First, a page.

Scott D. Pierce: Blaze coach hangs TV analyst out to dry
We all know that local sportcasters working Jazz, Real Salt Lake and Blaze games are employed by the teams. And that's kind of a weird position from which to call a game. They're trying to serve the viewers and keep their employer happy.
And sometimes it's impossible to do both. On Saturday night, TV analyst Kevin White pivoted and changed fields in a way any football player would envy in the final seconds of the Utah Blaze-Georgia Force telecast on KUTV and KMYU.
The Blaze, by the way, essentially sublet the space from the two sister stations.
"It's the same sort of arrangement we had with Real Salt Lake," said Kent Crawford, general manager of both stations. "We work with them and do cross-promotion, but they produce the games."
It's the same sort of deal RSL now has with KTVX/KUCW. It's pretty standard.
Saturday's Blaze telecast included KUTV sportscaster Dave Fox doing all sorts of sideline interviews, some of which seemed like better ideas than others.
And he joined both White and play-by-play man Mychal Clanton in expressing the hope that Blaze quarterback Tommy Grady would break the single-season Arena Football League passing touchdown record on Saturday.
But with 23.8 seconds remaining, it didn't look like that was going to happen.
The QB had tied the record at 117 a bit earlier, but "We're getting word that Grady will not come back in once Utah does get the ball," said Clanton as the Blaze, leading 54-38, awaited the Force's kick off.
"And that's the right call," White said. "You know, there's a respect and a protocol you need to follow as a professional league and a professional organization. [Blaze] Coach [Ron] James one of the best in terms of his respect level for the game, for his opponent, for his players. And he's doing it the right way."
White, however, was left hanging out to dry when the Blaze recovered an onside kick and James changed his mind.
"Because it's a shorter field, Grady will play," Clanton said.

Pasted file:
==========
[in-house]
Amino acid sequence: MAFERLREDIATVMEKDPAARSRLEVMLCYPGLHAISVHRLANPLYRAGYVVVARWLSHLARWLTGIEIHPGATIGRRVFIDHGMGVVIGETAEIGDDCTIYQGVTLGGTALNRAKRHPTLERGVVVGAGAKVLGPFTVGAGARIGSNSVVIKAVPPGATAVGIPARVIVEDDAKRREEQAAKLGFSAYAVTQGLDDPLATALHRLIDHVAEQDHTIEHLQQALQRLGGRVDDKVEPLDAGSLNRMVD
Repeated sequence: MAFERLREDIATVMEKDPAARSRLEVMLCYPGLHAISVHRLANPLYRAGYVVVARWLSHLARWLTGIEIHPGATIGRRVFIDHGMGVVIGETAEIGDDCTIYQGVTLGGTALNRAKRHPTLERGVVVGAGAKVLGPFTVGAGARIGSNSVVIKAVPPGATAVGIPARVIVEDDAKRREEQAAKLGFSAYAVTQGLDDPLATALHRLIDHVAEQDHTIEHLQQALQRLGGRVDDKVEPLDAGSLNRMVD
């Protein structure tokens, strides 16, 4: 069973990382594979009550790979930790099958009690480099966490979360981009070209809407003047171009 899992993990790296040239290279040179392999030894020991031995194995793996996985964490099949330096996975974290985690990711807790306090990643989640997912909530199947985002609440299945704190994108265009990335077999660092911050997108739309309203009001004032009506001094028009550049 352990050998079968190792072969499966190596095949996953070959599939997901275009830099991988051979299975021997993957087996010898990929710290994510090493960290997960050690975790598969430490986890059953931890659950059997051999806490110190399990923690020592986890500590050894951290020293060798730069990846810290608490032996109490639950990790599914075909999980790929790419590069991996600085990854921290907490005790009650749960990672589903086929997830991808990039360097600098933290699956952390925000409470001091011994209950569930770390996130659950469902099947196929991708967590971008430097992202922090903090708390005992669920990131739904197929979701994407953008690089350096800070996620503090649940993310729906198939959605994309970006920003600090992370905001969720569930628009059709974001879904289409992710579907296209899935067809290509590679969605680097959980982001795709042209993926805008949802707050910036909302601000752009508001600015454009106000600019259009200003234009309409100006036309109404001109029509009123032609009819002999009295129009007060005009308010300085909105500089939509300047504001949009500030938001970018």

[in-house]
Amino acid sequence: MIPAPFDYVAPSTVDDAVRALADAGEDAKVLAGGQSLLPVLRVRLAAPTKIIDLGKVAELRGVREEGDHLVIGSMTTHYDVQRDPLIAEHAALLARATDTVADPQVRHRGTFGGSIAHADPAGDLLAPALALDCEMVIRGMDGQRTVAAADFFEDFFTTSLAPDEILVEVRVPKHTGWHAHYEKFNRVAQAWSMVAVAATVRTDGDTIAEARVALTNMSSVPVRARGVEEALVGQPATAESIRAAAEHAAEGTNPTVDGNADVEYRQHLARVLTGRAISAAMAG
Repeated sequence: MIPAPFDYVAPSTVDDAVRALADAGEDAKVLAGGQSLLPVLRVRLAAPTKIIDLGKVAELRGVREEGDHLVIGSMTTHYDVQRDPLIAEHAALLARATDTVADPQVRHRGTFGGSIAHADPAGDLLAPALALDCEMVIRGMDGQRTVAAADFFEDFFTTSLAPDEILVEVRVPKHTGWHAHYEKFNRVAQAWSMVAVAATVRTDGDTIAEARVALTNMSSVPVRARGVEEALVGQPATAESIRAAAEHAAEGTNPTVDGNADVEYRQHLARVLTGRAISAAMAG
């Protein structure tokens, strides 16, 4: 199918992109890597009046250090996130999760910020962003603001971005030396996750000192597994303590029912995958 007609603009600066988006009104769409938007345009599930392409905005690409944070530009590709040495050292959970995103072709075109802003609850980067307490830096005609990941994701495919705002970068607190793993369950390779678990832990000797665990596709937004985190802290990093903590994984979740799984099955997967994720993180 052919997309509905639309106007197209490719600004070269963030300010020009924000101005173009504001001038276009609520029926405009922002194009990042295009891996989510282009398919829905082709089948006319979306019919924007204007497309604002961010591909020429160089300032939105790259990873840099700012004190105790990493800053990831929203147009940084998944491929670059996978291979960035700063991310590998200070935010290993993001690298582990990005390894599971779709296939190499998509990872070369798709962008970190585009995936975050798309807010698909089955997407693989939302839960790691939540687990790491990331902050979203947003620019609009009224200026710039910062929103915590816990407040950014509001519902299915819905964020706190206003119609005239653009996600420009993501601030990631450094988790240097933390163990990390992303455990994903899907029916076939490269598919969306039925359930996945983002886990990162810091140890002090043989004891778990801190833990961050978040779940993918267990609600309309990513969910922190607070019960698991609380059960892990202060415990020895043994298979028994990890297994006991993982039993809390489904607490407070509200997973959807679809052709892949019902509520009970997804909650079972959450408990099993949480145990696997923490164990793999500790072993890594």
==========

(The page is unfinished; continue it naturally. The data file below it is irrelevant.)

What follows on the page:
(This is not criticism of James' decision, but is there ever a long field in the AFL?)
White had just been extolling the virtues of running out the clock and not humiliating an opponent. But he turned on a dime to agree with his broadcast partner and back up the Blaze coach.
"I like it. I think it's a good call," said Clanton, adding he thought Georgia's coach would "understand what's going on here. I don't think it's a slap in the face at all for Georgia."
"You really can't argue that logic," said White, despite the fact that he just had.
And, we were assured, it was all about "the fans."
"I agree," White said. "And it's a different game than the outdoor game."
Which didn't make sense, but the poor guy was flailing.
Honestly, Clanton and White did a pretty good job, on Saturday night, both for viewers and for their employer.
The production was decent, although the setup at EnergySolutions Arena means the cameras don't capture all the action. There were touchdowns missed, among other things.
Making the sportscasters part of the team means they have inside information, but it can also result in your analyst praising a coach for a decision that suddenly changes.
White earned his fee on Saturday night.
Scott D. Pierce covers television for The Salt Lake Tribune. Email him at firstname.lastname@example.org; follow him on Twitter @ScottDPierce.
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